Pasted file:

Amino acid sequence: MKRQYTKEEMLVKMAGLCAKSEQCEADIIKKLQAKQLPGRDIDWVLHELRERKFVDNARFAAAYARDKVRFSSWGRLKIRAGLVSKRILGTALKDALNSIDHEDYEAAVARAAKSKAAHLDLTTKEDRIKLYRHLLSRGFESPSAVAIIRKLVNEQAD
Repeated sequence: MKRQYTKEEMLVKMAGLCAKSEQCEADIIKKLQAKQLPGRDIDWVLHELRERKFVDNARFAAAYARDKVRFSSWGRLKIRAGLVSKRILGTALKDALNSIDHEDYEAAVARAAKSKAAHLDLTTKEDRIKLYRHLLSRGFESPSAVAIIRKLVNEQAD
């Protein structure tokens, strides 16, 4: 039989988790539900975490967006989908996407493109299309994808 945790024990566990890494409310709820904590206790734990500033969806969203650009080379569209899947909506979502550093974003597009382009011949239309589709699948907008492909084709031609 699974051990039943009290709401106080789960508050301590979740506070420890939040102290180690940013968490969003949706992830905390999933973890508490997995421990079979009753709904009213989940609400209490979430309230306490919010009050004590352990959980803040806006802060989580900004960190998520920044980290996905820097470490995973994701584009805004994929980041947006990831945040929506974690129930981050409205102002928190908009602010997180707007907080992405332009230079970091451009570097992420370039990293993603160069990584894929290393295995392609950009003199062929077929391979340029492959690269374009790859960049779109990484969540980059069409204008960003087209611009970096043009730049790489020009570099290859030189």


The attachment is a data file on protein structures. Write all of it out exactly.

Amino acid sequence: MKRQYTKEEMLVKMAGLCAKSEQCEADIIKKLQAKQLPGRDIDWVLHELRERKFVDNARFAAAYARDKVRFSSWGRLKIRAGLVSKRILGTALKDALNSIDHEDYEAAVARAAKSKAAHLDLTTKEDRIKLYRHLLSRGFESPSAVAIIRKLVNEQAD
Repeated sequence: MKRQYTKEEMLVKMAGLCAKSEQCEADIIKKLQAKQLPGRDIDWVLHELRERKFVDNARFAAAYARDKVRFSSWGRLKIRAGLVSKRILGTALKDALNSIDHEDYEAAVARAAKSKAAHLDLTTKEDRIKLYRHLLSRGFESPSAVAIIRKLVNEQAD
């Protein structure tokens, strides 16, 4: 039989988790539900975490967006989908996407493109299309994808 945790024990566990890494409310709820904590206790734990500033969806969203650009080379569209899947909506979502550093974003597009382009011949239309589709699948907008492909084709031609 699974051990039943009290709401106080789960508050301590979740506070420890939040102290180690940013968490969003949706992830905390999933973890508490997995421990079979009753709904009213989940609400209490979430309230306490919010009050004590352990959980803040806006802060989580900004960190998520920044980290996905820097470490995973994701584009805004994929980041947006990831945040929506974690129930981050409205102002928190908009602010997180707007907080992405332009230079970091451009570097992420370039990293993603160069990584894929290393295995392609950009003199062929077929391979340029492959690269374009790859960049779109990484969540980059069409204008960003087209611009970096043009730049790489020009570099290859030189």